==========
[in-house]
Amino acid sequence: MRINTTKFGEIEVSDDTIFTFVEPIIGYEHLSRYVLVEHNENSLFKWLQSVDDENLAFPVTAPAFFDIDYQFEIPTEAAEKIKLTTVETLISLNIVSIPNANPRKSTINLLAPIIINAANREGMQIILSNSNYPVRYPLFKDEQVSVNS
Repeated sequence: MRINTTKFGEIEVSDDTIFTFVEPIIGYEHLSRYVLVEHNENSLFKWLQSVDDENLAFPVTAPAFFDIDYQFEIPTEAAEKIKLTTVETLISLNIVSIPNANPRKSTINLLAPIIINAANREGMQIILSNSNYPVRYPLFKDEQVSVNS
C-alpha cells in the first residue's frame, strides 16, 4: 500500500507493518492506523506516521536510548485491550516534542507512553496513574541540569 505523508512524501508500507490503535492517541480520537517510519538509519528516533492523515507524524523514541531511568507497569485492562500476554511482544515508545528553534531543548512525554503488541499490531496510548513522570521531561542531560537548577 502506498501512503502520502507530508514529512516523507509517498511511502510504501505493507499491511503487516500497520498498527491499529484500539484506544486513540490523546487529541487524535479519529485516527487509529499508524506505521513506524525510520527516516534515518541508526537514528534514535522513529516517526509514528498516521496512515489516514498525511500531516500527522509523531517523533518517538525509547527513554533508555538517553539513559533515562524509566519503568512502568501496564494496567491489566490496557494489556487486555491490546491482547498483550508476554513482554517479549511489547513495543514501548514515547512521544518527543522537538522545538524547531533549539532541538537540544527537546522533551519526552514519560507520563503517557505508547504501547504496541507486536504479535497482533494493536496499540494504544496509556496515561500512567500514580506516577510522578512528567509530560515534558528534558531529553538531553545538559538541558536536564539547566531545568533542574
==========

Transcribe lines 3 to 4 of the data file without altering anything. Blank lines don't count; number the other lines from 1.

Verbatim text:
Repeated sequence: MRINTTKFGEIEVSDDTIFTFVEPIIGYEHLSRYVLVEHNENSLFKWLQSVDDENLAFPVTAPAFFDIDYQFEIPTEAAEKIKLTTVETLISLNIVSIPNANPRKSTINLLAPIIINAANREGMQIILSNSNYPVRYPLFKDEQVSVNS
C-alpha cells in the first residue's frame, strides 16, 4: 500500500507493518492506523506516521536510548485491550516534542507512553496513574541540569 505523508512524501508500507490503535492517541480520537517510519538509519528516533492523515507524524523514541531511568507497569485492562500476554511482544515508545528553534531543548512525554503488541499490531496510548513522570521531561542531560537548577 502506498501512503502520502507530508514529512516523507509517498511511502510504501505493507499491511503487516500497520498498527491499529484500539484506544486513540490523546487529541487524535479519529485516527487509529499508524506505521513506524525510520527516516534515518541508526537514528534514535522513529516517526509514528498516521496512515489516514498525511500531516500527522509523531517523533518517538525509547527513554533508555538517553539513559533515562524509566519503568512502568501496564494496567491489566490496557494489556487486555491490546491482547498483550508476554513482554517479549511489547513495543514501548514515547512521544518527543522537538522545538524547531533549539532541538537540544527537546522533551519526552514519560507520563503517557505508547504501547504496541507486536504479535497482533494493536496499540494504544496509556496515561500512567500514580506516577510522578512528567509530560515534558528534558531529553538531553545538559538541558536536564539547566531545568533542574